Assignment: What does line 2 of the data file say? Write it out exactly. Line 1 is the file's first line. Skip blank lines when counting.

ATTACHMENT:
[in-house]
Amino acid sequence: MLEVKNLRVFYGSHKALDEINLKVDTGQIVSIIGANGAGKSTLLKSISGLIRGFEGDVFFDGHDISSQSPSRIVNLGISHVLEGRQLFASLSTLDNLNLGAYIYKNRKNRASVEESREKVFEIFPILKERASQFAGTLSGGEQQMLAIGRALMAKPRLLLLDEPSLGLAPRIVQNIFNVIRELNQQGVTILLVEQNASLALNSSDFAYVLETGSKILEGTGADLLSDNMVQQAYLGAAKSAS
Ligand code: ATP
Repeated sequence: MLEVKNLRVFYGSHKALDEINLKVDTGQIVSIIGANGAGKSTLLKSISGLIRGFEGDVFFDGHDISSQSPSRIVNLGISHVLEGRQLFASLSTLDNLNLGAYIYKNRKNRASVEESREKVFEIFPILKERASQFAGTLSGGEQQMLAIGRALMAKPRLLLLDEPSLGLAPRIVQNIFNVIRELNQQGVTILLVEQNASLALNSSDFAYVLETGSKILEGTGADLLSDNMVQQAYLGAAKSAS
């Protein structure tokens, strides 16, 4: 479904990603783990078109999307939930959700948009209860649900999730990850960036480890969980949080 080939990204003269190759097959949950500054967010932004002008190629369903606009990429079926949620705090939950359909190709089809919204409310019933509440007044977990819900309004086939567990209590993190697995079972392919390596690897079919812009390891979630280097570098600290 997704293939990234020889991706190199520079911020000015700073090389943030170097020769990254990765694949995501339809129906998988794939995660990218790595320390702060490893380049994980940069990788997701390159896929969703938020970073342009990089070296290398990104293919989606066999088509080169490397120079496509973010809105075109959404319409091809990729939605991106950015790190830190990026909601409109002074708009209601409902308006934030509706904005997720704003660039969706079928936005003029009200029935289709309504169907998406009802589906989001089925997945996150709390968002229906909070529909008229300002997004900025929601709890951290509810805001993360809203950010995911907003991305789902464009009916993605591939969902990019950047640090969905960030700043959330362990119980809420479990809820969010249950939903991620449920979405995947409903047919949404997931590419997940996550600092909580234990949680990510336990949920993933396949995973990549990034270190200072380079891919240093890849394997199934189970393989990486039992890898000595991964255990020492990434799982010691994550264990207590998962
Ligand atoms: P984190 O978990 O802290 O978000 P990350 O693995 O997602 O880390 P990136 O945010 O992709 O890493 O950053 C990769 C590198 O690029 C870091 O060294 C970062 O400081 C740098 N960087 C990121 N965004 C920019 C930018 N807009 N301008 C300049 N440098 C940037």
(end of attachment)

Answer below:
Amino acid sequence: MLEVKNLRVFYGSHKALDEINLKVDTGQIVSIIGANGAGKSTLLKSISGLIRGFEGDVFFDGHDISSQSPSRIVNLGISHVLEGRQLFASLSTLDNLNLGAYIYKNRKNRASVEESREKVFEIFPILKERASQFAGTLSGGEQQMLAIGRALMAKPRLLLLDEPSLGLAPRIVQNIFNVIRELNQQGVTILLVEQNASLALNSSDFAYVLETGSKILEGTGADLLSDNMVQQAYLGAAKSAS